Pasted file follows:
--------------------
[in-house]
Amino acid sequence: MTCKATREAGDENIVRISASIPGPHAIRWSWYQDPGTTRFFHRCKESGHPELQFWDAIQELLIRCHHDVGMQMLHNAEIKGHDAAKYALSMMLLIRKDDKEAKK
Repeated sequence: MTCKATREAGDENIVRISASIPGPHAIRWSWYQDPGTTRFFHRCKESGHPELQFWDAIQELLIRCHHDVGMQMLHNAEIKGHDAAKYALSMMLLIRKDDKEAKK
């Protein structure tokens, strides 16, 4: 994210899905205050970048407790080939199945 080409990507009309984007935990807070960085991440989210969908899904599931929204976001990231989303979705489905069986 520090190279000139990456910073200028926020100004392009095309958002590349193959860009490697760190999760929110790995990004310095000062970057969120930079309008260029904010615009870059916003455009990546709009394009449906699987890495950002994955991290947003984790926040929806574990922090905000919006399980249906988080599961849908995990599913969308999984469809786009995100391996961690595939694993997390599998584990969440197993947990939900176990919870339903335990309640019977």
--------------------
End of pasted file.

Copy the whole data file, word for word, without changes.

[in-house]
Amino acid sequence: MTCKATREAGDENIVRISASIPGPHAIRWSWYQDPGTTRFFHRCKESGHPELQFWDAIQELLIRCHHDVGMQMLHNAEIKGHDAAKYALSMMLLIRKDDKEAKK
Repeated sequence: MTCKATREAGDENIVRISASIPGPHAIRWSWYQDPGTTRFFHRCKESGHPELQFWDAIQELLIRCHHDVGMQMLHNAEIKGHDAAKYALSMMLLIRKDDKEAKK
């Protein structure tokens, strides 16, 4: 994210899905205050970048407790080939199945 080409990507009309984007935990807070960085991440989210969908899904599931929204976001990231989303979705489905069986 520090190279000139990456910073200028926020100004392009095309958002590349193959860009490697760190999760929110790995990004310095000062970057969120930079309008260029904010615009870059916003455009990546709009394009449906699987890495950002994955991290947003984790926040929806574990922090905000919006399980249906988080599961849908995990599913969308999984469809786009995100391996961690595939694993997390599998584990969440197993947990939900176990919870339903335990309640019977």